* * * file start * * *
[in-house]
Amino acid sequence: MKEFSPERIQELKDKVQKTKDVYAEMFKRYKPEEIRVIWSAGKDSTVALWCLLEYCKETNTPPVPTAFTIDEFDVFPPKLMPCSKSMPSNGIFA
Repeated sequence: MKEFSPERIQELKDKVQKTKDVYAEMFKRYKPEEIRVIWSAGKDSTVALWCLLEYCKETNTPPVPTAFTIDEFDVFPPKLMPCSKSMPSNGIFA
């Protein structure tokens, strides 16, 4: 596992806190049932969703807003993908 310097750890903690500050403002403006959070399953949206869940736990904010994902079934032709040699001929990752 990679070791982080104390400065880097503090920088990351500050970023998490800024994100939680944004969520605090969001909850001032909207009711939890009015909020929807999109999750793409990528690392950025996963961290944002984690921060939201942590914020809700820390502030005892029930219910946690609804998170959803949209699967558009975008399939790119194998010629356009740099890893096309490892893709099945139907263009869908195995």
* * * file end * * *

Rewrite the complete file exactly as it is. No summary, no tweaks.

[in-house]
Amino acid sequence: MKEFSPERIQELKDKVQKTKDVYAEMFKRYKPEEIRVIWSAGKDSTVALWCLLEYCKETNTPPVPTAFTIDEFDVFPPKLMPCSKSMPSNGIFA
Repeated sequence: MKEFSPERIQELKDKVQKTKDVYAEMFKRYKPEEIRVIWSAGKDSTVALWCLLEYCKETNTPPVPTAFTIDEFDVFPPKLMPCSKSMPSNGIFA
């Protein structure tokens, strides 16, 4: 596992806190049932969703807003993908 310097750890903690500050403002403006959070399953949206869940736990904010994902079934032709040699001929990752 990679070791982080104390400065880097503090920088990351500050970023998490800024994100939680944004969520605090969001909850001032909207009711939890009015909020929807999109999750793409990528690392950025996963961290944002984690921060939201942590914020809700820390502030005892029930219910946690609804998170959803949209699967558009975008399939790119194998010629356009740099890893096309490892893709099945139907263009869908195995």